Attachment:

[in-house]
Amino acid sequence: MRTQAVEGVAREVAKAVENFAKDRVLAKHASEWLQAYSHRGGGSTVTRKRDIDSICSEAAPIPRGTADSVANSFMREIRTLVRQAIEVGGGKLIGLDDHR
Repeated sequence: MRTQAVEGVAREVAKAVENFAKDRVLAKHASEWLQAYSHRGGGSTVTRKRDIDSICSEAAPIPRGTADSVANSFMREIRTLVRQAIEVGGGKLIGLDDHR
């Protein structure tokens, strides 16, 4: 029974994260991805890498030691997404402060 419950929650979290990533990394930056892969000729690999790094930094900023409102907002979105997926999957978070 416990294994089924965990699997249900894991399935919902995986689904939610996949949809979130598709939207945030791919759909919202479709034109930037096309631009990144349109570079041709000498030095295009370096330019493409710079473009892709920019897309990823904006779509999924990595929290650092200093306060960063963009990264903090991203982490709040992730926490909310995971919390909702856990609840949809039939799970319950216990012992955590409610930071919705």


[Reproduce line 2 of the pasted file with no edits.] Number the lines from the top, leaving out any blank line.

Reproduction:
Amino acid sequence: MRTQAVEGVAREVAKAVENFAKDRVLAKHASEWLQAYSHRGGGSTVTRKRDIDSICSEAAPIPRGTADSVANSFMREIRTLVRQAIEVGGGKLIGLDDHR